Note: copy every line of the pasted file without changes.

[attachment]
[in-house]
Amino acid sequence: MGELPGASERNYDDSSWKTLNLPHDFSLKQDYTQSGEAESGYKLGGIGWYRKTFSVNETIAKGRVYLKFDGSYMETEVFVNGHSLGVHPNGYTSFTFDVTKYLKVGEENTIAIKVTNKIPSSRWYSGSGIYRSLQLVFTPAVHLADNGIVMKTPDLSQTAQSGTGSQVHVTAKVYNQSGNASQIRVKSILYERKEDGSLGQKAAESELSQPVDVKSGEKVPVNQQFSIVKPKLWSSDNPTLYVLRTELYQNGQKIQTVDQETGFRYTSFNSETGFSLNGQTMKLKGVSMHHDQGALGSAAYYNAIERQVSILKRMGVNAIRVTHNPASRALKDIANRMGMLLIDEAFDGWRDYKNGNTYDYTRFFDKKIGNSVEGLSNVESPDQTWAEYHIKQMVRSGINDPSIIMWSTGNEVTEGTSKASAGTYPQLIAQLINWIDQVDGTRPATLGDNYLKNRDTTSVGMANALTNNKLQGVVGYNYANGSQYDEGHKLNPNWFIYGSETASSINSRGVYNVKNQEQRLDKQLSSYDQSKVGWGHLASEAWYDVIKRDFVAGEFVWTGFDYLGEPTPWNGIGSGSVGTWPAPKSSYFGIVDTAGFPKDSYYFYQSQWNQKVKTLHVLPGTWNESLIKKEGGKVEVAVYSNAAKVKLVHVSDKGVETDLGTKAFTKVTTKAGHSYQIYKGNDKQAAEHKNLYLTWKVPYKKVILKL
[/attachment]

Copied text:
[in-house]
Amino acid sequence: MGELPGASERNYDDSSWKTLNLPHDFSLKQDYTQSGEAESGYKLGGIGWYRKTFSVNETIAKGRVYLKFDGSYMETEVFVNGHSLGVHPNGYTSFTFDVTKYLKVGEENTIAIKVTNKIPSSRWYSGSGIYRSLQLVFTPAVHLADNGIVMKTPDLSQTAQSGTGSQVHVTAKVYNQSGNASQIRVKSILYERKEDGSLGQKAAESELSQPVDVKSGEKVPVNQQFSIVKPKLWSSDNPTLYVLRTELYQNGQKIQTVDQETGFRYTSFNSETGFSLNGQTMKLKGVSMHHDQGALGSAAYYNAIERQVSILKRMGVNAIRVTHNPASRALKDIANRMGMLLIDEAFDGWRDYKNGNTYDYTRFFDKKIGNSVEGLSNVESPDQTWAEYHIKQMVRSGINDPSIIMWSTGNEVTEGTSKASAGTYPQLIAQLINWIDQVDGTRPATLGDNYLKNRDTTSVGMANALTNNKLQGVVGYNYANGSQYDEGHKLNPNWFIYGSETASSINSRGVYNVKNQEQRLDKQLSSYDQSKVGWGHLASEAWYDVIKRDFVAGEFVWTGFDYLGEPTPWNGIGSGSVGTWPAPKSSYFGIVDTAGFPKDSYYFYQSQWNQKVKTLHVLPGTWNESLIKKEGGKVEVAVYSNAAKVKLVHVSDKGVETDLGTKAFTKVTTKAGHSYQIYKGNDKQAAEHKNLYLTWKVPYKKVILKL